Kebdet El Prince: Glorious, Greasy Street Food
Deep in the heart of Imbaba, there lies a haven for quintessential
Egyptian food, sans stomach upset. We understand that Imbaba is not high on the
list for most diners searching for restaurants. Yes, sure there is the Swiss Club,
but other than the club’s afro night and the odd party, there isn’t much else
to do there. However, for an adventurous soul, heading over to Imbaba could
actually be an intentional trip, as opposed to missing your turn on your way to
the Cairo Jazz Club.
Kebdet El Prince is a loud street-side restaurant, bedecked in Ahly
finery and photographs of all the celebrities that have eaten there in the
past. The clientele is a cross section of Egyptian society; BMWs and tuk-tuks
are parked side by side along the street. On weekends, you will be hard pressed
to find a table, even at the ungodly hour of 2AM. However, the wait is well worth
Once you do get a table, it is promptly wiped clean, and menus are handed
out. Five minutes later, the waiter arrives to take your order, and he will provide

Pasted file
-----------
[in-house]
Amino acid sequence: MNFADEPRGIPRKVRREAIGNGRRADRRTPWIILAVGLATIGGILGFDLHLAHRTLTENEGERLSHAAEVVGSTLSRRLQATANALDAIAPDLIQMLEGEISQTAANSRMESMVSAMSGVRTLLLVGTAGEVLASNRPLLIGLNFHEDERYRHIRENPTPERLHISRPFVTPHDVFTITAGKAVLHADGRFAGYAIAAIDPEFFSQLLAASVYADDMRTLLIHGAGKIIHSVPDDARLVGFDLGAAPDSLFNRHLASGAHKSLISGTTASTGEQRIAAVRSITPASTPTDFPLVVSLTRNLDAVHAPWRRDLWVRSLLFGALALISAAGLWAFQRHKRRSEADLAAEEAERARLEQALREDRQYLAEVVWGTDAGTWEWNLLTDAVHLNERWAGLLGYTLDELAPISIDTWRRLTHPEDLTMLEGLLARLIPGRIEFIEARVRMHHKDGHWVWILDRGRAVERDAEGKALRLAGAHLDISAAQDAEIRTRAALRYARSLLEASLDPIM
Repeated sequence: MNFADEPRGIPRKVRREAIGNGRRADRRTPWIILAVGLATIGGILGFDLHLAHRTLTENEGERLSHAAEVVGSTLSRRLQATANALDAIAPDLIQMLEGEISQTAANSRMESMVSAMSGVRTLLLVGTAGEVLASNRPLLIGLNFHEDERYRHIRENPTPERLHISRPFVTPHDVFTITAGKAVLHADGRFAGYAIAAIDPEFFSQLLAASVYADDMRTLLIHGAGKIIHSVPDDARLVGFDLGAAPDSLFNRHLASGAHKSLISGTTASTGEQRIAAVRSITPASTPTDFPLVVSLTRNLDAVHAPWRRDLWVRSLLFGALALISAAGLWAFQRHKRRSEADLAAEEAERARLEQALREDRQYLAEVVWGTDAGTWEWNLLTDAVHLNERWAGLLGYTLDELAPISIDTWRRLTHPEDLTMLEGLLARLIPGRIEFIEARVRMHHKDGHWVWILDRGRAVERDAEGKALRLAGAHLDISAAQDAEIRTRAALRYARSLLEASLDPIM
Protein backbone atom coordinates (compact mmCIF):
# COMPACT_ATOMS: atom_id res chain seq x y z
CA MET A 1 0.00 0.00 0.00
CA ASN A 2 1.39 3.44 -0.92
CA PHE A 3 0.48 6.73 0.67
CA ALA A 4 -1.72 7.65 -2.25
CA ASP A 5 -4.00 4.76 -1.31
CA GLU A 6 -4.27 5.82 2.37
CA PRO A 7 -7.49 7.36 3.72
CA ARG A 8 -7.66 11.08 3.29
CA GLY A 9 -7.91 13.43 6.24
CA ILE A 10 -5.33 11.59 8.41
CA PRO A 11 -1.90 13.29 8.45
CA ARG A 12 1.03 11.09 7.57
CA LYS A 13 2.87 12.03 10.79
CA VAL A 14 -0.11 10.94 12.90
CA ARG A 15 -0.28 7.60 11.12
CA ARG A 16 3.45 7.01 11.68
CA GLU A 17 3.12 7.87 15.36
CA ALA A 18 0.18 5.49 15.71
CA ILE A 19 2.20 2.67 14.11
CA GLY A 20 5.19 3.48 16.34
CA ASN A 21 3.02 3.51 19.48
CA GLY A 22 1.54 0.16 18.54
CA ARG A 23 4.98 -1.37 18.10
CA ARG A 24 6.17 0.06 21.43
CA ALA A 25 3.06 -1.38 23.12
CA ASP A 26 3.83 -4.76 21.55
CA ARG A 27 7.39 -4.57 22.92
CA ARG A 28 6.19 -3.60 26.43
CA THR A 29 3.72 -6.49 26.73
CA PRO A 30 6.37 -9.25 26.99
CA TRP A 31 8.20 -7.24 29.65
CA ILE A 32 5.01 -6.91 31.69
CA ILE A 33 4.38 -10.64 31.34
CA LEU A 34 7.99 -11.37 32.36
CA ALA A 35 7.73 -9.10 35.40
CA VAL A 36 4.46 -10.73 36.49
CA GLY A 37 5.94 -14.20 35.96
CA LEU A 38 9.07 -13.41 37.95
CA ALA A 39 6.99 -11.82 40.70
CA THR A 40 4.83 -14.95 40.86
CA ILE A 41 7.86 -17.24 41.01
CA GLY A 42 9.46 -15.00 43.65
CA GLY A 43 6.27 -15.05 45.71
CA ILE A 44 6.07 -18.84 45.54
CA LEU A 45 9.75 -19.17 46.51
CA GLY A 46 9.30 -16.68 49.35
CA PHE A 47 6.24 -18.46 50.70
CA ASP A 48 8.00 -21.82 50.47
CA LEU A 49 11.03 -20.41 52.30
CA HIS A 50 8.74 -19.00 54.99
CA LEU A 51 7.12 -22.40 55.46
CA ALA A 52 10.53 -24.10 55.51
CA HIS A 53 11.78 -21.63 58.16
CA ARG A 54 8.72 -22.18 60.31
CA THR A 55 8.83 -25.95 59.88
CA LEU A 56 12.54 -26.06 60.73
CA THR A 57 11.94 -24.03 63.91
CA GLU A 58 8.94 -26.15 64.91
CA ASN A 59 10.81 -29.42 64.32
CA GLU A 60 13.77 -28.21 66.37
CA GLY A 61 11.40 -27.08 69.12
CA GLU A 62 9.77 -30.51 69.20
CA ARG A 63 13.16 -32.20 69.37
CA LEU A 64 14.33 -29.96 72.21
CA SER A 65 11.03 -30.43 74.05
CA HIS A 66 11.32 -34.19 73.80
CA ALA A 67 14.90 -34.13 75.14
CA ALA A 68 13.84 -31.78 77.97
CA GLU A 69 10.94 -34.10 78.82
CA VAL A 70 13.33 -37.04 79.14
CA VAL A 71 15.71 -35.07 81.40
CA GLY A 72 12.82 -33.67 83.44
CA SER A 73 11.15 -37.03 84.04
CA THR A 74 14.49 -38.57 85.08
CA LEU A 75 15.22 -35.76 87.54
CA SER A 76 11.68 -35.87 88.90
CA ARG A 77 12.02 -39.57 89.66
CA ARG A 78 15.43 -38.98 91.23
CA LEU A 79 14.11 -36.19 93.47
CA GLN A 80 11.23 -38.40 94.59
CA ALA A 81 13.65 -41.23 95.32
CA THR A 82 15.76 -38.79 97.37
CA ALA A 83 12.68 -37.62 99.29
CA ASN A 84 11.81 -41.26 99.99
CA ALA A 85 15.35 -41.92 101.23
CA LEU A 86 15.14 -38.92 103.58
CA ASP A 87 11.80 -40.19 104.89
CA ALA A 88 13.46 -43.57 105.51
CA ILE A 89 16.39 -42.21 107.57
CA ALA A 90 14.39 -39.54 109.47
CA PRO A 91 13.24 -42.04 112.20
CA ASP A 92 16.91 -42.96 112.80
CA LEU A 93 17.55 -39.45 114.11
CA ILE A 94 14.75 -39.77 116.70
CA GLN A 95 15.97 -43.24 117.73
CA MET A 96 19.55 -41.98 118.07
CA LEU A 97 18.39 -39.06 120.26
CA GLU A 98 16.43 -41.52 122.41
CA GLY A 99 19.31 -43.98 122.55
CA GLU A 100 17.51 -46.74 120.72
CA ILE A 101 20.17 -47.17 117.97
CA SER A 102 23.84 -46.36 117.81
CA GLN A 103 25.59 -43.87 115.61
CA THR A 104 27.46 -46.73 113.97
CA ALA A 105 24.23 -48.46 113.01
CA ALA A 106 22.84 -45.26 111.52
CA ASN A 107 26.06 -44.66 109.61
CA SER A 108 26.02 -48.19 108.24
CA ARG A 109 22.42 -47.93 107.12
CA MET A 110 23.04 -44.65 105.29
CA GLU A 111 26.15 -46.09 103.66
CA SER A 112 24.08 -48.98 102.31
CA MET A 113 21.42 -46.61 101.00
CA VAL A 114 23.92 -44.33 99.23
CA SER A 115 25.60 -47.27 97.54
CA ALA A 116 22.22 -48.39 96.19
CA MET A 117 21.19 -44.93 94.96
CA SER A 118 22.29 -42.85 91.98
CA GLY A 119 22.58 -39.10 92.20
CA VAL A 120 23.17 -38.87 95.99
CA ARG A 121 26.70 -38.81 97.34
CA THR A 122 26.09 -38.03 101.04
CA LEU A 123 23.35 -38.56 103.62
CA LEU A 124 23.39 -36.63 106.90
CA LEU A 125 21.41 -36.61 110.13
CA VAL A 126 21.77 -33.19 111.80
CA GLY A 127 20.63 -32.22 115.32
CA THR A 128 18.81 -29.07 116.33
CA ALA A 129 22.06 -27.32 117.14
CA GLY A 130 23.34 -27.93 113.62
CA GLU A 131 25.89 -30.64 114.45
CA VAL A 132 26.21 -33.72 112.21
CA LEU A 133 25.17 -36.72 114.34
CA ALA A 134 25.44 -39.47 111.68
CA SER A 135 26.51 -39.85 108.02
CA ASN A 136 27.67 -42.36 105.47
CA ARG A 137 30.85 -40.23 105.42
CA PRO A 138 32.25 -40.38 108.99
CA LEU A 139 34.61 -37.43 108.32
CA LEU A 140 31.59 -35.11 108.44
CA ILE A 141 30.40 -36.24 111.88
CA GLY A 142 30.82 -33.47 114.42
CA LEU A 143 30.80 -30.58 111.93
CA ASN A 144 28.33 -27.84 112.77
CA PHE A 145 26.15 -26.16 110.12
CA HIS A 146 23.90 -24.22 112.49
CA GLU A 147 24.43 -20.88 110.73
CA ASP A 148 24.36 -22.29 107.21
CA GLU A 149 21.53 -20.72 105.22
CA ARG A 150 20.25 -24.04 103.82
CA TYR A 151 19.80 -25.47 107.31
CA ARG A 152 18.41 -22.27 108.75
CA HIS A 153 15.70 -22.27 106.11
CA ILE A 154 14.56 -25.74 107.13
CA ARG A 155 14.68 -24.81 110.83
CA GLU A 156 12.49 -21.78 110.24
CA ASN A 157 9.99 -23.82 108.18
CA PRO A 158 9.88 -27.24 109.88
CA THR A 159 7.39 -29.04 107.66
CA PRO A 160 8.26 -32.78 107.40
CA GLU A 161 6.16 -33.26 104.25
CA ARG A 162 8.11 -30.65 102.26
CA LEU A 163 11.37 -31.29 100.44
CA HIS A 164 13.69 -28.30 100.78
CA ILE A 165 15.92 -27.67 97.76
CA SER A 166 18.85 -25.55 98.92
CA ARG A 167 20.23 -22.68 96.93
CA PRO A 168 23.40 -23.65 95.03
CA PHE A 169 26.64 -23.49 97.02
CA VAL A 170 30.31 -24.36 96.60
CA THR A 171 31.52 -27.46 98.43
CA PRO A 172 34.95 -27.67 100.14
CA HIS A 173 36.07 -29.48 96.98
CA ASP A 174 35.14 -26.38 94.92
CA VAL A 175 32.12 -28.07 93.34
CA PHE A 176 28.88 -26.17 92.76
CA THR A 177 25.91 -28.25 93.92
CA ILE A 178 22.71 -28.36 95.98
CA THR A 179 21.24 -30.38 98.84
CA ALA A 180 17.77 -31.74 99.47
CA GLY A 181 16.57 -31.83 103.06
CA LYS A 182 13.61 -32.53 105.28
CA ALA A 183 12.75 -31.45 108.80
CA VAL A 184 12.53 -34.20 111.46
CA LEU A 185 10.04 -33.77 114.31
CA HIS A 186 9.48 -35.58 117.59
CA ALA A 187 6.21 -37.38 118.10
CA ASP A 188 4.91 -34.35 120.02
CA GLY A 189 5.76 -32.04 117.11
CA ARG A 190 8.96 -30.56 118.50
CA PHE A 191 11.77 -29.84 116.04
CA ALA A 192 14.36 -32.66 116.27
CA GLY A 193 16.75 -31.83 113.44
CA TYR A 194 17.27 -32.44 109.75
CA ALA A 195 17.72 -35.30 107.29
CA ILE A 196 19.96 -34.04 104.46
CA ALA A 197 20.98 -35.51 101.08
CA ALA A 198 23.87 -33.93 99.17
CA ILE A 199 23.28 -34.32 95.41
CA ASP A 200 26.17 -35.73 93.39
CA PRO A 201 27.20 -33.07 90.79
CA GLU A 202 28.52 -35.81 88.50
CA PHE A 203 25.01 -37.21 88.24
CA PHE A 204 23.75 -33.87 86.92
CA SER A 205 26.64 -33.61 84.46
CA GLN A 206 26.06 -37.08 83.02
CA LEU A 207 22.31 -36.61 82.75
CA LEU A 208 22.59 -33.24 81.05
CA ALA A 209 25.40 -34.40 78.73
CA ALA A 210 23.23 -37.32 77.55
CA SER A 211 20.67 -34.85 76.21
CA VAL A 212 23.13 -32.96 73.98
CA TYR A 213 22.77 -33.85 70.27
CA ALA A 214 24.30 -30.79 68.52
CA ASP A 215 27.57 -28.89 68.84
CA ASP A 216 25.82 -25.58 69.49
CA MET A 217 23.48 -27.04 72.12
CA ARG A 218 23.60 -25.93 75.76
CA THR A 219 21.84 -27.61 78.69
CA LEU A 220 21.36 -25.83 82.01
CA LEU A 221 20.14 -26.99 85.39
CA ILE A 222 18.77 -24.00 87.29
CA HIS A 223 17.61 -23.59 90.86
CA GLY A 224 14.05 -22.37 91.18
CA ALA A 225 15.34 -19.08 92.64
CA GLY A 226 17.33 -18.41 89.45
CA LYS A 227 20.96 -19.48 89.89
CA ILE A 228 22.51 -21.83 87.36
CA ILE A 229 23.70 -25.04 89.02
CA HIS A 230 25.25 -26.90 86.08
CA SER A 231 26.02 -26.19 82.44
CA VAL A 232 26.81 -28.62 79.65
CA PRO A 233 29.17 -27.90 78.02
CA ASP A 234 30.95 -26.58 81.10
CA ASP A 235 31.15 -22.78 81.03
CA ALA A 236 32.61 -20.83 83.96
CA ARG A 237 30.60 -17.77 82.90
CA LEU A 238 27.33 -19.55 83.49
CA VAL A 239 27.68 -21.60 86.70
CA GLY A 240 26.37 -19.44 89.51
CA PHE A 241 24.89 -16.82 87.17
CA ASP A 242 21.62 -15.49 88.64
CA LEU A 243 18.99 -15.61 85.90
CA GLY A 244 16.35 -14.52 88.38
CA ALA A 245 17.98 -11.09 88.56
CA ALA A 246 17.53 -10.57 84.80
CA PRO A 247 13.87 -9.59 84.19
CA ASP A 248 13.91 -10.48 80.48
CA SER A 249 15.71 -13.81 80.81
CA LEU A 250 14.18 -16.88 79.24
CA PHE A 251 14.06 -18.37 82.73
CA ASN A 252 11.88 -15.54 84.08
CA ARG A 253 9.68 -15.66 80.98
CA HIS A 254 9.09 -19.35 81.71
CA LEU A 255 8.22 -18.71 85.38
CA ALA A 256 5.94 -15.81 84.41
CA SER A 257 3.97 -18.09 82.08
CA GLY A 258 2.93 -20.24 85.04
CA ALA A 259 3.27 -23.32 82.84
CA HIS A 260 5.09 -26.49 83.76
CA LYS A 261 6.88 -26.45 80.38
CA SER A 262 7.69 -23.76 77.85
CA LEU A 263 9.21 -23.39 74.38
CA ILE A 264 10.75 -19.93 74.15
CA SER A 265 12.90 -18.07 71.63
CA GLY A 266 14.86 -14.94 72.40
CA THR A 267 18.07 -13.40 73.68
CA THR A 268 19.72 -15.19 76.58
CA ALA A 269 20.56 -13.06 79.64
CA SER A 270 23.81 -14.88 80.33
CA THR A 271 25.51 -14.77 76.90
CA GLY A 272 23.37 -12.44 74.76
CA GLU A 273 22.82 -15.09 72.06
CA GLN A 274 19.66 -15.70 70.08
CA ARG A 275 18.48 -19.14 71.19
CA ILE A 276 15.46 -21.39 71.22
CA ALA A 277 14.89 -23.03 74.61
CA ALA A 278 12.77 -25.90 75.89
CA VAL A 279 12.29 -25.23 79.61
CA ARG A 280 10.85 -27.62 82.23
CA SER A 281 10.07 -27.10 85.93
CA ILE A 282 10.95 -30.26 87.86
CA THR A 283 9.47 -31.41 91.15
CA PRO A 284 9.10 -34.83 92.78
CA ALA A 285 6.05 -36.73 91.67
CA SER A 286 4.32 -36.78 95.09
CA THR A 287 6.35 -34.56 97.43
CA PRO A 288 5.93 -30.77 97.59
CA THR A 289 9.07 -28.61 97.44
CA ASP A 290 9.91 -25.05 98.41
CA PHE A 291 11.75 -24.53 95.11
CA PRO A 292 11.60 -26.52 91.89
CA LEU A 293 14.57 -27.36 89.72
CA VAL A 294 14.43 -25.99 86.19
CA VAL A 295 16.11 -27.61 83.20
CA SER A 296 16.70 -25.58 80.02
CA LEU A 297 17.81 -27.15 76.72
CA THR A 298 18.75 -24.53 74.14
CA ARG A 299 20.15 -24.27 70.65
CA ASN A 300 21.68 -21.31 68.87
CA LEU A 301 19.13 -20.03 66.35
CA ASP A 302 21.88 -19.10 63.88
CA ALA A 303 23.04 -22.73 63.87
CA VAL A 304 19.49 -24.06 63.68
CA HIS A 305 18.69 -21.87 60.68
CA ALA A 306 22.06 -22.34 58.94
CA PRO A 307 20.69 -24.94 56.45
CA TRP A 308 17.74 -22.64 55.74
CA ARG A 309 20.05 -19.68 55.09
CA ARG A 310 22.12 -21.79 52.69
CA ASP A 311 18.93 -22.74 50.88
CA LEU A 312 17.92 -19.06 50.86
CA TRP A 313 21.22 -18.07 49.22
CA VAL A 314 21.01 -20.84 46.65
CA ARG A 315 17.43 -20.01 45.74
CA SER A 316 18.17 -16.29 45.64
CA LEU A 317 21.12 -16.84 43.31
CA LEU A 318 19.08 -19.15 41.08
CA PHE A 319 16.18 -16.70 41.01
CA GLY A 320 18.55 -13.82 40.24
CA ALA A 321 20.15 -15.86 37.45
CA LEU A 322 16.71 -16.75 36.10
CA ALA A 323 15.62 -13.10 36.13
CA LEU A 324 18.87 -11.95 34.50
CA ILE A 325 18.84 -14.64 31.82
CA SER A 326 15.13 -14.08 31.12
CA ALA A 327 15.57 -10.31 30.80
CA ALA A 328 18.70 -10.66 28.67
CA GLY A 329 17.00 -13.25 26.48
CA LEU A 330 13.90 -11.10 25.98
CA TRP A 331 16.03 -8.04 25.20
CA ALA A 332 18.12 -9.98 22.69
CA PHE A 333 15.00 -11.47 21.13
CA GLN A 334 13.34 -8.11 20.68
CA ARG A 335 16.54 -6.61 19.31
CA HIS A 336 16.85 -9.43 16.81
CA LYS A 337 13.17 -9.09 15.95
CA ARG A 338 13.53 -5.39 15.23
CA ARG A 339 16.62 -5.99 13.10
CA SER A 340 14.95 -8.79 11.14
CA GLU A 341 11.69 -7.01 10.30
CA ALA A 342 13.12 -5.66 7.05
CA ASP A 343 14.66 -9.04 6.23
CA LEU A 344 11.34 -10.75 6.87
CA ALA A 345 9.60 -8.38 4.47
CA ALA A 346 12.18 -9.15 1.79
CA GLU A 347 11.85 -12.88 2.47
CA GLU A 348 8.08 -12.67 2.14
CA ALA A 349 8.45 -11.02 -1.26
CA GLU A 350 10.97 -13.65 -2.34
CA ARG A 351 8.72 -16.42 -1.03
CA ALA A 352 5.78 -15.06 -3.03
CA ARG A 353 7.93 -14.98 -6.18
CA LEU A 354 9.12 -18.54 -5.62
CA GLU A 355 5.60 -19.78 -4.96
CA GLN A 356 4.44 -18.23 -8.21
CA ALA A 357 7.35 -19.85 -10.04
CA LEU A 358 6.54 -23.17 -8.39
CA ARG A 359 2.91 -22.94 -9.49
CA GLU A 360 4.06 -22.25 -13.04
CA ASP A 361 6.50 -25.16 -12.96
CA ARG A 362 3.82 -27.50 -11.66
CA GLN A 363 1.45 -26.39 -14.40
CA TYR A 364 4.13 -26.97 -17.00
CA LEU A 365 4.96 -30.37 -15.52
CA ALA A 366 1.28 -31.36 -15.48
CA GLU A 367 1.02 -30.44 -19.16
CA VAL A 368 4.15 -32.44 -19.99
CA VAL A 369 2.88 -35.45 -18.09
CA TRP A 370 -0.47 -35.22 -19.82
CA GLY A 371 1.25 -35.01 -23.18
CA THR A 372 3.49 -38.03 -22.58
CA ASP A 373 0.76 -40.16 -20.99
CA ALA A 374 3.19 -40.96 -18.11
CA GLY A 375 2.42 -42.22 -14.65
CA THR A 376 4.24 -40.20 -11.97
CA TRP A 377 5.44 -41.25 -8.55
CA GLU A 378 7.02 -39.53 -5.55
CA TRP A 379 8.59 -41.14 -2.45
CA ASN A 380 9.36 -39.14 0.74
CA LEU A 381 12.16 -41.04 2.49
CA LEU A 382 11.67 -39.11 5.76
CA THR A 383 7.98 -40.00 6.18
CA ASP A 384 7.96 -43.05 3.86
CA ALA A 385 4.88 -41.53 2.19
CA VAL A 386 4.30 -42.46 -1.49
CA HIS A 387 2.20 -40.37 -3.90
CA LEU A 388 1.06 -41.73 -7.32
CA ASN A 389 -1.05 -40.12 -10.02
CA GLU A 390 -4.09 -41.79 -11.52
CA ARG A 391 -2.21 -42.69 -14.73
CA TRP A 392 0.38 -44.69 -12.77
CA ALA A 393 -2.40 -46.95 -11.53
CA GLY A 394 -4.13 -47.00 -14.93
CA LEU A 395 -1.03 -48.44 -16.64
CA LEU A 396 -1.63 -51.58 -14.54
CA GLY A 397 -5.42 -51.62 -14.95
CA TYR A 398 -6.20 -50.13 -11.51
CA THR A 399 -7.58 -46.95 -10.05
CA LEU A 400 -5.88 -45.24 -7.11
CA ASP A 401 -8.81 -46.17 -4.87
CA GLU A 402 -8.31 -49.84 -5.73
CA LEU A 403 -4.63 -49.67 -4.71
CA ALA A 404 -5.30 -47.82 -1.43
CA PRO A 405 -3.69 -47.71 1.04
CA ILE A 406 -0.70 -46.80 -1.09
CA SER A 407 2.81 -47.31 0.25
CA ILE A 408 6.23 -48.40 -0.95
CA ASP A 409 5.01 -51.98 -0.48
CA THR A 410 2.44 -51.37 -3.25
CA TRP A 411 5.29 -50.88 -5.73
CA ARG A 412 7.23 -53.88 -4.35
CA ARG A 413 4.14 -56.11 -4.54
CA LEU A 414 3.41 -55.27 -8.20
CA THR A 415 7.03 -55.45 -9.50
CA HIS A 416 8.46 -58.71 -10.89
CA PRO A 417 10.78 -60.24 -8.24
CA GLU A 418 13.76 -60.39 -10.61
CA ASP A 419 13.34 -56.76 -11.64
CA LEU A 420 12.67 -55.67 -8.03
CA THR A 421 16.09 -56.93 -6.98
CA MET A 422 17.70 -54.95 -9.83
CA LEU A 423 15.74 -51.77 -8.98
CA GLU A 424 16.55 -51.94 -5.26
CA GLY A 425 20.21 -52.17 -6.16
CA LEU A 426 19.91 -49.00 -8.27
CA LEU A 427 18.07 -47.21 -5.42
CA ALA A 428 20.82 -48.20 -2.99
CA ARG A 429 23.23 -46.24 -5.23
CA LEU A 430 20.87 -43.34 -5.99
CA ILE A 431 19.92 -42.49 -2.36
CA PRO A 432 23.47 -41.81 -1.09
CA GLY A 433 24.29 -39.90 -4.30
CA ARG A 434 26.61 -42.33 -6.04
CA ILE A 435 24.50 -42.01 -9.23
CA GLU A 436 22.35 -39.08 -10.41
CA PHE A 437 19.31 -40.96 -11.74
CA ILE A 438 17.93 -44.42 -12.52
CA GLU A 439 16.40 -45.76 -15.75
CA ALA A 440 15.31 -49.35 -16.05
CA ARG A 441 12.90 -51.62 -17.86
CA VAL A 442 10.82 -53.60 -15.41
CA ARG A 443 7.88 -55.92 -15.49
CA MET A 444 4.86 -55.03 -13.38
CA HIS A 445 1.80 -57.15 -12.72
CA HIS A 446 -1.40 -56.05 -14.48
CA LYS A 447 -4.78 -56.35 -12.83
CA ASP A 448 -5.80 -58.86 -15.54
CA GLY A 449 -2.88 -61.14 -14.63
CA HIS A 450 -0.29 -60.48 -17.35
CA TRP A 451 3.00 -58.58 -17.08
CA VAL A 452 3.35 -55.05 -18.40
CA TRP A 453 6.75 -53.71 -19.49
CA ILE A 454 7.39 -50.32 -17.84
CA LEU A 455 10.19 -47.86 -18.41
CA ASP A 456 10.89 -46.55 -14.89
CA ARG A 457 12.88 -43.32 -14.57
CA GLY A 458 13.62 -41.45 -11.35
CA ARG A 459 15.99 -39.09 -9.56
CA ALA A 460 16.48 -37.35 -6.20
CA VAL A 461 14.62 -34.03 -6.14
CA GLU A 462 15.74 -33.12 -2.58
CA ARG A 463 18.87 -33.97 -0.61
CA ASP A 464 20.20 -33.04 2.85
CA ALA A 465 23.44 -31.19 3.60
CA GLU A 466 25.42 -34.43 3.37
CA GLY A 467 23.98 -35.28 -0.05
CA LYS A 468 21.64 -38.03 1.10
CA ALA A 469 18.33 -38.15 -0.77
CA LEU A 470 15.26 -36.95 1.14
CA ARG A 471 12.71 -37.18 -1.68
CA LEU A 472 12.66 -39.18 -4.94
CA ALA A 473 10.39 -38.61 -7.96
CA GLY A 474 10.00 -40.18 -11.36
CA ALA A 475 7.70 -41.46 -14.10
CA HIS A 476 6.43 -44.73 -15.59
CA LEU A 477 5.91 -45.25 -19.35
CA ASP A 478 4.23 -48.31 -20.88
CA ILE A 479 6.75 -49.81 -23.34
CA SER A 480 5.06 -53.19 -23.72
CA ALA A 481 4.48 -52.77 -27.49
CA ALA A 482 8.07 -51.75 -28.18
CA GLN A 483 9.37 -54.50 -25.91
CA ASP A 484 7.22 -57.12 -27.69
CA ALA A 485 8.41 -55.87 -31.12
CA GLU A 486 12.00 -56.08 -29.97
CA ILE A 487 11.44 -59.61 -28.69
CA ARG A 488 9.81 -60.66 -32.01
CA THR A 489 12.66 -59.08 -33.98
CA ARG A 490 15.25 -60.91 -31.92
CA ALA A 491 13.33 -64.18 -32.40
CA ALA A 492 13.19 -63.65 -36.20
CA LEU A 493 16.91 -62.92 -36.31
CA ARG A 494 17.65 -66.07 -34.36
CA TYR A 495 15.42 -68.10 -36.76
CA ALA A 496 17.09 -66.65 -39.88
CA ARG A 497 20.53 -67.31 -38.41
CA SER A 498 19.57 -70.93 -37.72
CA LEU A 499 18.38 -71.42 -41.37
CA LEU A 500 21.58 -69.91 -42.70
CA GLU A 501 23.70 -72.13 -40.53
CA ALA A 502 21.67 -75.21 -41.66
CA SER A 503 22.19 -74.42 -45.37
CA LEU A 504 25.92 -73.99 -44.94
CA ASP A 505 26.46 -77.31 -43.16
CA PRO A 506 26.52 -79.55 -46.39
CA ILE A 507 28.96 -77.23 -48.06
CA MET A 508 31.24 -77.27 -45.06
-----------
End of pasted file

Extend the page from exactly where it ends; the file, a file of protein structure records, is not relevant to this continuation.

gentle prodding if your indecisiveness gets in the way. Friendly and familiar,
like most salt-of-the-earth Egyptians, the wait staff treat everyone like a
long-lost friend; and that is always a good thing.
It is important to mention that the concept of a three-course meal does
not exist here. So we dove right in, and ordered one serving of fattat moza (lamb
fatta– 70LE) and one serving of molokheya (20LE), along with all the
accoutrements that should adorn an Egyptian meat fest, especially the spicy
Egyptian garden salad. To give you an idea of the portion sizes, this order was
more than enough for four adults.
Liver is on the menu in many myriad forms, and we’re not just talking
beef liver. Camel, buffalo and chicken as well as veal livers are all available
for consumption. Not limited to serving liver dishes, the menu also boasts
other Egyptian fare such as molokheya and fatta with your choice of protein:
lamb, beef, veal or– you guessed it– liver. It is really these two dishes that
are the most accessible to neophytes; the molokheya is a rich green gelatinous
broth, made with a very flavoursome and rich meat-based broth.
For some, the
layer of fat coating everything can be a bit too much, but Kebdet El Prince isn’t
about eating healthy– they leave that to the rabbits that they sometimes offer
as part of a fatta or stew. Humans– Egyptian ones– should eat to the point of
There is no dessert, because next door there is a Malky shop that serves
up some wonderful Egyptian desserts– but don’t feel bad if you don’t have room;
few leaving Kebdet El Prince do.